Previous studies showed that atrazine exposure can significantly reduce synthesis, secretion, and the circulating levels of androgens in fish [66, 91], amphibians [20, 11], reptiles , and mammals [93, 94], and also in birds to a lower extent . The endocrine-disrupting effects of atrazine are primarily due to alterations of the HPG axis [17, 25, 26, 24, 23]. However, atrazine’s mechanism of action is not well-understood, it has been proposed that atrazine up-regulate aromatase expression [96,97,98,99]. Aromatase up-regulation leads to increased conversion of androgens into oestrogens . In the present study, we analysed genes that regulate hormone biosynthesis in the HPG axis, including ER1, ER2, AR, and CYP19A1. MiR-122, which targets ER1 and ER2, was down-regulated by atrazine. MiR-21, which targets AR was up-regulated in PG by atrazine. MiR-203a, which targets CYP19A1, was down-regulated in PG by atrazine. Our results indicate that atrazine possibly can up-regulate aromatase expression through specific miRNAs, which is consistent with previous studies.
We tested the hypothesis that atrazine has endocrine-disrupting effects by altering genes of the HPG axis through its corresponding miRNAs. In the PG, atrazine affects sex differentiation mainly through altering upstream genes involved in gonad differentiation. In juvenile ovary or testis, atrazine affects the gonad development mainly through altering hormone generation and the expression of hormone receptor genes. Further studies are needed to investigate the mechanisms and roles of miRNAs in the regulation of genes during gonad differentiation and development.
Atrazine is widely used in agriculture and is a known endocrine disrupting chemical, but the effects of atrazine on the reproduction of carp, especially miRNA have not been investigated. In this study, the effects of atrazine on the reproduction of carp, especially miRNA were analyzed. Atrazine exposure can affect the sex ratio, and caused significant alterations in miRNAs expression at the crucial stages of carp gonad development. Target genes of differentially-expressed miRNAs are key factors in early ovary differentiation or play an important role in the formation of germ cells. Our results indicate that atrazine promoted the expression of female-biased genes by decreasing miRNAs in primordial gonad. In addition, our results indicate that atrazine can up-regulate aromatase expression through miRNAs, which supports the hypothesis that atrazine has endocrine-disrupting activity by altering the expression of genes of the Hypothalamus-Pituitary-Gonad axis through its corresponding miRNAs.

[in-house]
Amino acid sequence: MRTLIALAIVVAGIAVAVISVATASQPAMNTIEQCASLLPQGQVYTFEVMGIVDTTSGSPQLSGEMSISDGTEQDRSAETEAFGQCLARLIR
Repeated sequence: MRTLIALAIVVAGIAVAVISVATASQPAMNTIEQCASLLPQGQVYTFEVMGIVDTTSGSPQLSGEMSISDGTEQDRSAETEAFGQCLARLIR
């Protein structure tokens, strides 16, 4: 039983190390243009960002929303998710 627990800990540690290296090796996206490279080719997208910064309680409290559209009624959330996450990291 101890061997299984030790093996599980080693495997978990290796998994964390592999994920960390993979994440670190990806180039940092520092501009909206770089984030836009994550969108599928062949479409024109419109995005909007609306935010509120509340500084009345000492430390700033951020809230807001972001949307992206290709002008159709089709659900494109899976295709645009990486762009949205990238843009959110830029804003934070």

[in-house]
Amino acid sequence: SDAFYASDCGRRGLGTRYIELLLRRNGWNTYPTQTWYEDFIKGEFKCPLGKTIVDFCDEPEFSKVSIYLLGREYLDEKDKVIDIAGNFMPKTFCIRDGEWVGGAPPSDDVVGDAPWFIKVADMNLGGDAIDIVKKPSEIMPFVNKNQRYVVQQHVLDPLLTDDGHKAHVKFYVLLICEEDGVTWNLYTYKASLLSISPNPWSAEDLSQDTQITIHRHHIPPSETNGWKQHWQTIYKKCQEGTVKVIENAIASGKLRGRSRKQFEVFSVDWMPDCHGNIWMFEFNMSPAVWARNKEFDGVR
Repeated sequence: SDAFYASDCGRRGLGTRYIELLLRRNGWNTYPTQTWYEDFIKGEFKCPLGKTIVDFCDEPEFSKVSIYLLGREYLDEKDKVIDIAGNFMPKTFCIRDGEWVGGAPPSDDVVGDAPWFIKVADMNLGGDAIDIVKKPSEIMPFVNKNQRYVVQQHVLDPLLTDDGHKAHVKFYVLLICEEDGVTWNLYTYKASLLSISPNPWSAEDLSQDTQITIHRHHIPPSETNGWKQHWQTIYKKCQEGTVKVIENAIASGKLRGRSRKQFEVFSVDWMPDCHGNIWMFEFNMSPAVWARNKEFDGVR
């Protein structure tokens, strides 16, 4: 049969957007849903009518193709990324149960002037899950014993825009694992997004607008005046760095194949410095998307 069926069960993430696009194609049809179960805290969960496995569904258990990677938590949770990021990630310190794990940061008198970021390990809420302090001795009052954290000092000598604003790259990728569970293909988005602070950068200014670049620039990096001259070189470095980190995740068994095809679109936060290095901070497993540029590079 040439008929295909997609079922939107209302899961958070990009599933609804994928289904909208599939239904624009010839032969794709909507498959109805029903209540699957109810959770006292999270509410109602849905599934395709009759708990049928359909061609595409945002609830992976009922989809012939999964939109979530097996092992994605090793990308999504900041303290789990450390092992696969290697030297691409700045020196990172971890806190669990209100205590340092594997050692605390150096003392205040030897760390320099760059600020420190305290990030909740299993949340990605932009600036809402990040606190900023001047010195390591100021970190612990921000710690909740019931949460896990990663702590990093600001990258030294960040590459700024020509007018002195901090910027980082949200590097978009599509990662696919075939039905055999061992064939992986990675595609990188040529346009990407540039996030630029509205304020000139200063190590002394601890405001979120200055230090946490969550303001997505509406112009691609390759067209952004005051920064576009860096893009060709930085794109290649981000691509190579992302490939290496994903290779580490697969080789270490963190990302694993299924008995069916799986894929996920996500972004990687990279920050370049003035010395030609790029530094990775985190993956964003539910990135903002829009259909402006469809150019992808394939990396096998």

Atrazine (purity > 98%) was purchased from Beijing Dezhong-Venture Pharmaceutical Technology Development Co., Ltd. (Beijing, China). As atrazine has low solubility in water, the stock solutions and dilutions were prepared in acetone (Fisher Scientific, USA) and stored at 4 °C.
The sample fish (Yellow River carp) used in this study were obtained from the aquaculture facilities of Henan Normal University and maintained at the genetics laboratory (Henan normal university, Xinxiang Henan province, China) in flow-through water tanks with a constant temperature of 25 ± 1 °C. Embryos were obtained by natural spawning and larvae were cultured in embryo medium following standard procedures. Fry were fed two times daily with commercial flake food. All investigations in this study were performed according to the Animal Experimental Guidelines of the Ethical Committee of the University of China.
The experimental sample of miRNA expression profile included gonads from two different developmental stages. According to the results of our previous studies, primordial gonad samples were collected from larvae at 45 days post-hatching . The original reproductive gonad was dissected under a microscope, and samples from 50 fish were mixed after confirmation by histological section. Samples of juvenile gonad were collected from 30 fish 80 days post-hatching. Stage II ovaries and testis were confirmed with histological sections.